The Song Remains: Byron Berline 1944 – 2021

Country rock and bluegrass fiddle legend who co-founded Country Gazette.

Renowned fiddle player, and sometime mandolin picker,  Byron Berline died on 10th July from complications following a recent stroke. As a musician, he was able to straddle the worlds of bluegrass and country rock and it was his work with the Rolling Stones, The Byrds, Flying Burrito Brothers and Bob Dylan that brought him to the attention of a wider audience, while his work with Bill Monroe, The Dillards, Country Gazette and his own recordings cemented his bluegrass and newgrass reputation. He almost singlehandedly brought the sound of bluegrass fiddle to the attention of rock music fans as they started exploring the emerging genre of West Coast country-rock. Such was his reputation in the early ‘70s that when he formed Country Gazette with bassist Roger Bush in 1971, this group of bluegrass musicians were able to land a deal with a major record label, United Artists. He continued to play music and sessions throughout his life and while his later music may not have seemed quite as revolutionary as his earlier work, this is simply due to the fact that he had helped move the bluegrass genre forward while still maintaining and recognising its traditional essence, and his style of music became part of the norm.

Byron Berline was born on 6th July 1944 in Caldwell, Kansas, but grew up in Oklahoma to a farming family. Both his mother and father were musical and he took up the fiddle when he was five.  His reputation started to rise in 1965 when he won The National Oldtime Fiddlers’ Contest, something he did again in 1967 and 1970. He had struck up a friendship with the Dillards and appeared on their homage to traditional bluegrass, ‘Pickin’ and Fiddlin’’, in 1965 while still a student at The University Of Oklahoma.  He joined Bill Monroe in 1967 after finishing his education and wrote the bluegrass standard ‘Gold Rush’ with him. His burgeoning career was interrupted at the end of 1967 when he was drafted. On his discharge from the army, he joined Dillard and Clark and played on 1969’s ‘Through the Morning, Through the Night’. It was because of Byron Berline’s relationship with Doug Dillard that Gram Parson recommend him to his then new friend Keith Richards, when The Rolling Stones were looking for a fiddle player during their Los Angeles recording sessions for ‘Let It Bleed’. Byron’s Berline’s solo on ‘Country Honk’ added a touch of authenticity to The Rolling Stone’s sound.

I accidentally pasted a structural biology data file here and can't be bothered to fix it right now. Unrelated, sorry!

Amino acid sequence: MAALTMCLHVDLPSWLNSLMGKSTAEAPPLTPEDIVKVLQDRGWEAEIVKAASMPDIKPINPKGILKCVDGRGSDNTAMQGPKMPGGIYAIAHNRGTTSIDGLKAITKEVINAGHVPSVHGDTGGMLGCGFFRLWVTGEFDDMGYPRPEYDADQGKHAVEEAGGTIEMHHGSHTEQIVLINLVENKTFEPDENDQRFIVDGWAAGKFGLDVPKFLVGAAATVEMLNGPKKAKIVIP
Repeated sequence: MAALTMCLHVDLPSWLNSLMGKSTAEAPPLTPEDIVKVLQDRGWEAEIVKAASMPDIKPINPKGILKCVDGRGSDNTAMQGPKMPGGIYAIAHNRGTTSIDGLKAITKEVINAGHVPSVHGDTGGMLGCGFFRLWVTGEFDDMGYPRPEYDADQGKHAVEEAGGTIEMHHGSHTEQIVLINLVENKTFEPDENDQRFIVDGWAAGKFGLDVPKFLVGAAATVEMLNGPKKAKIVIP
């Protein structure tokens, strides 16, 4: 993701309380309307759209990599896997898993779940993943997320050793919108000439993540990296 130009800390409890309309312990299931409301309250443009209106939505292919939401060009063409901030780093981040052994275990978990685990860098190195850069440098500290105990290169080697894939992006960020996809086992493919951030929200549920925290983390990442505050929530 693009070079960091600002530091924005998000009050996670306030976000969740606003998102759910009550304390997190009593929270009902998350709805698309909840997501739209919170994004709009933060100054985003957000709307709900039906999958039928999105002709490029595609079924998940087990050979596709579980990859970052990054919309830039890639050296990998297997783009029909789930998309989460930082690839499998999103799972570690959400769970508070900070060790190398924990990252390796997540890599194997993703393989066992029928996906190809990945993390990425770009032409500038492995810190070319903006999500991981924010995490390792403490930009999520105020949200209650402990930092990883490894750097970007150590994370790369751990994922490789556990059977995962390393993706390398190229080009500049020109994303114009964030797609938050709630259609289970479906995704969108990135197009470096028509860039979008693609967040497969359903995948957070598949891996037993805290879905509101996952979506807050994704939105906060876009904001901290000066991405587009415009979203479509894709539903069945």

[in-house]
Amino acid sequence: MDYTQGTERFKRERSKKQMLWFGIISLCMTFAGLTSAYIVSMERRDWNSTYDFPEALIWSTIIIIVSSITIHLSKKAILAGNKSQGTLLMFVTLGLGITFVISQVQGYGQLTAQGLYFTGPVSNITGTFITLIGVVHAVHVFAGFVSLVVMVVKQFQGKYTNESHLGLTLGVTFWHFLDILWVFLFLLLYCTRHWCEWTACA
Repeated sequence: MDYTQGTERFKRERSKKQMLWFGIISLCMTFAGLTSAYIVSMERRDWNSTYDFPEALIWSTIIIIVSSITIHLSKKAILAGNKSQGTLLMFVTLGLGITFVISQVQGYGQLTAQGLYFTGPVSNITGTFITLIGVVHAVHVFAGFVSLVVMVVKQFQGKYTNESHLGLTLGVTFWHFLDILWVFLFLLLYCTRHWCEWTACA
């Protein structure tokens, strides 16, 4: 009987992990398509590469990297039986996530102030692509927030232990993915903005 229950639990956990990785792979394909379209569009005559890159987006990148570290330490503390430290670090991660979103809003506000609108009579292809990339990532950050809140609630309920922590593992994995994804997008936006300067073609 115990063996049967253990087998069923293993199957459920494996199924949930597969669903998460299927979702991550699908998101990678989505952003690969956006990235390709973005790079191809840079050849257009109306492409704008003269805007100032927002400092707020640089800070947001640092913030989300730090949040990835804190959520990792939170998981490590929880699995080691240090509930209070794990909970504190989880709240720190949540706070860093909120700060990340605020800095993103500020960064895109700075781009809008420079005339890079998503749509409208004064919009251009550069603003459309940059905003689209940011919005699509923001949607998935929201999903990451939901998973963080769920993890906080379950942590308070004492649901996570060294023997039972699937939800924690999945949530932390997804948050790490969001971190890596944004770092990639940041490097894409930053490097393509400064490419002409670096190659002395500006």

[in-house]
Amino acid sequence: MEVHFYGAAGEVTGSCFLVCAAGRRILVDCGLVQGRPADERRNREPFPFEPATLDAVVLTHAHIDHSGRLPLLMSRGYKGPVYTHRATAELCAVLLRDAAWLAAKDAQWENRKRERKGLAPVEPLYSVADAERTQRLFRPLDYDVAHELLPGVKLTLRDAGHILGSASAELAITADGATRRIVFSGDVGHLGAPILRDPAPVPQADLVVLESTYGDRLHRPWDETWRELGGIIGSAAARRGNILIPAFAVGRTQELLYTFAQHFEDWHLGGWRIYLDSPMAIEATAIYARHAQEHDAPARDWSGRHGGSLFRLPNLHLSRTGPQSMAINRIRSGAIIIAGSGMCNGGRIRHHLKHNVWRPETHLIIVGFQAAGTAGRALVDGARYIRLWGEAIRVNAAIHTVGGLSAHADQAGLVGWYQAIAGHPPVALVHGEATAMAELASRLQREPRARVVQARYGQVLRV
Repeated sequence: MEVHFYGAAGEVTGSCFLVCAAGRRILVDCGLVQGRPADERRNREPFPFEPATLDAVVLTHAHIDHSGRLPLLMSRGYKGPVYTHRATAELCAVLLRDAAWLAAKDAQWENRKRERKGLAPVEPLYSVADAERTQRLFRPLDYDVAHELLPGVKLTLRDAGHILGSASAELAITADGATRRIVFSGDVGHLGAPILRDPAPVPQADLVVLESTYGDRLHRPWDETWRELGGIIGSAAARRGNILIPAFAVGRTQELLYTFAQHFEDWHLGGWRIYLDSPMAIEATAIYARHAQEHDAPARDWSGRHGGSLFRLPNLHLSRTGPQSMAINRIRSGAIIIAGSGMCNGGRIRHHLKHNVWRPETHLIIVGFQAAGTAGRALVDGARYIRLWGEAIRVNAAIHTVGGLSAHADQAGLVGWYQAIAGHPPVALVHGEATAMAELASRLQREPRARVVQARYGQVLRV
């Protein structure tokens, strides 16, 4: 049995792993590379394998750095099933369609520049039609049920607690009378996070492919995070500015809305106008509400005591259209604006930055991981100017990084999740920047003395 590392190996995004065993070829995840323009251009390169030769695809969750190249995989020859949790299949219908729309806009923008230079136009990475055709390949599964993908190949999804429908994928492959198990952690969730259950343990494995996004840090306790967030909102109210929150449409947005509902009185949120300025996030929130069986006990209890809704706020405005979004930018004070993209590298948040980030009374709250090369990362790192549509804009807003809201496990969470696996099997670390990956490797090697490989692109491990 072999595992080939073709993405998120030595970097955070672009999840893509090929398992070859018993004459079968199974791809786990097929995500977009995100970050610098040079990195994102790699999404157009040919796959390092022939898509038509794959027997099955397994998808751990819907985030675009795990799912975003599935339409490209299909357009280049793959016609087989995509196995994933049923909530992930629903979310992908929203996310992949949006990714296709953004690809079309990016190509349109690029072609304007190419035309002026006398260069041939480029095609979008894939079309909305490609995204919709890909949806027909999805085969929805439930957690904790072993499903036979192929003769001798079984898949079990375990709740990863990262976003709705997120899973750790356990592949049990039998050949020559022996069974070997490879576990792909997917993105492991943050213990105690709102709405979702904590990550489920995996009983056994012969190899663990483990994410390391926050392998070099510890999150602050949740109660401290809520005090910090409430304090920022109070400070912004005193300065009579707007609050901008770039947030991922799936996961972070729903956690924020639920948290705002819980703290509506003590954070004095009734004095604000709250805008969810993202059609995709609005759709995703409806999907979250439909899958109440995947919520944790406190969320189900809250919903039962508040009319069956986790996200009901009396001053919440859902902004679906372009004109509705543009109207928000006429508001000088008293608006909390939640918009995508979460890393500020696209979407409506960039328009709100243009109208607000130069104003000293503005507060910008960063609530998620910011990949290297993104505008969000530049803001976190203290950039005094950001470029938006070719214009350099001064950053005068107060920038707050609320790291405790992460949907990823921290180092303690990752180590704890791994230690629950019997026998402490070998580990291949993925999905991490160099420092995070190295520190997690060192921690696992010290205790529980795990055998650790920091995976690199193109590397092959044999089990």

He had moved to California after leaving the army and found himself at the start of country rock playing various sessions for the Byrds, Flying Burrito Brothers and Manassas, among many others, and in 1971 he formed a group that is one of the founders of the country rock genre, and subsequently americana, Country Gazette, with ex-Kentucky Colonel Roger Bush. The band built on what the Dillards had started and mixed bluegrass and country with rock instrumentation, as well as covers of contemporary songs, and therefore continued the development of the West Coast bluegrass sound. They were also a key influence on the just emerging newgrass genre. Berline and Bush were asked to tour with Chris Hillman’s Flying Burrito Brothers and they both appeared on ‘The Last Of The Red Hot Burrito Brothers’, which was the last Burrito’s album before Chris Hillman disbanded the band and it reflects Hillman’s love of bluegrass. It is a great live album and it proved to be particularly popular in Europe and Country Gazette were able to build on this to establish a sizeable European fanbase of their own. Their second album from 1972, ‘Don’t Give Up Your Day Job’, is a recognised country rock classic.